Friday, January 20, 2017

Prognostications 2017: The Return of Schraeder

No, not this guy:

This one:

That's right, I'm getting bold and saying that 2017 will be the Year of the Schraeder Valve.

(Aside: Don't be fooled by the metal valve in the photo. That's not a Presta valve; it's a fancy, newfangled Schraeder valve as blathered about here.)

Okay, so it's not that bold. It's not like the Schraeder valve ever went away. You'll still find them on scads of low- to mid-range bikes, not to mention those four-wheeled, gas-powered horseless carriages that seem to be all the rage. But I'm saying here and now that in 2017, the Schraeder valve will make a comeback on high-end bikes. Here's why:

One, everybody's going wide. Fat bikes with 5" tires. Gravel bikes with 700x45. Heck, even pro racers are riding 700x25 or 700x28 these days. And they've all figured out that wider tires are better supported by wider rims. In days of yore, high-performance, light rims were stupid-skinny, narrow enough that you'd be pushing your luck drilling the larger hole needed to accommodate a Schraeder valve compared to the narrower Presta (which didn't preclude me from doing it a few times, because, well, I was dumb). With a wider rim, why not? Probably shaves a fraction of a gram, too.

Two, with wide comes low. As the tires get wider, the pressure in them gets lower, to the almost comical extreme of fatbike tires at single-digit pressures. The knock against the Schraeder valve was always that it didn't cope well with high pressures. In a skinny tire at 120psi, that little valve flatulence from removing the pump head from a Schraeder valve could cost you 20 psi. In a big honkin' tire at 40-50 psi, you'd never notice.

Three, tubes are passe, don't you know? The big thing now is TUBELESS. You're still running tubes? Well, so am I. But, man, that's so 20th century! And tubelessness brings with it two needs that the Schraeder valve meets far better than Presta. First, setting the beads of the tire takes a lot of air volume in a big hurry, something best delivered by an air compressor -- and most air compressors use Schraeder fittings to work with those horseless carriages. Second, tubeless relies on sealant to fill small holes in the tire, sealant best delivered through a removable-core valve stem. Yes, there are plenty of Presta valves with removable cores, but they're fiddly compared to the good old fashioned Schraeder valve and its ubiquitous valve core tool, likely found in every hardware store and gas station from coast to coast.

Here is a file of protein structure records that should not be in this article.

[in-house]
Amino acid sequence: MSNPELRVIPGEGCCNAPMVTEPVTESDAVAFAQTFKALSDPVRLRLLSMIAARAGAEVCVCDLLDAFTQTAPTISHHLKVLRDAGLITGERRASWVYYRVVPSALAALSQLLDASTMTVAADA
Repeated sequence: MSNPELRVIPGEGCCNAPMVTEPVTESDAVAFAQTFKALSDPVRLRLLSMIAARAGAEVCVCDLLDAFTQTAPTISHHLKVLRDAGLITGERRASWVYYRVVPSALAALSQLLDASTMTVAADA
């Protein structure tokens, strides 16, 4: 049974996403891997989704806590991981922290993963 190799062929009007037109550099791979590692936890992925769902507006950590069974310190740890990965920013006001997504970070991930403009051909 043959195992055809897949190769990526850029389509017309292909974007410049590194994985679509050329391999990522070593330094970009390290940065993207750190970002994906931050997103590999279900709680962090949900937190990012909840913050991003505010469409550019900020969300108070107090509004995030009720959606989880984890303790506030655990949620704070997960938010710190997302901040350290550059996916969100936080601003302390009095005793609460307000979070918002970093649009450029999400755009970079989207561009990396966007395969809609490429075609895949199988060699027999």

I haven't really put my money where my mouth is on this one yet. If you look at the vast test fleet here at The Cycle, you'll find a mish-mosh of valves... some Presta here, some Schraeder there (it helps that my battered old floor pump has been upgraded to a dual-sided head and is thus valve-agnostic). But when I look at that fancy metal Schraeder valve with dork-nut above, I'm sorely tempted to break out the drill and make the whole fleet Schraeder-compliant.

Monday, January 16, 2017

Rub Some Dirt On It

Poked around my old photos and found yet more evidence of my own folly dating back to those more innocent times in early/mid-2016. Y'see, when I added the Red Sled to my collection, I borrowed the fenders from my Rockhopper for it and (very briefly) considered the Rockhopper a stripped-down "go-fast" (snort, snicker) bike.

Of course, I then decided to commute on the stripped-down "go-fast" (chortle, guffaw) on what promised to be a dry day... which promptly turned into a rainy day the moment I arrived at my office. At least the commute home provided some artsy-fartsy blog fodder photos, to whit: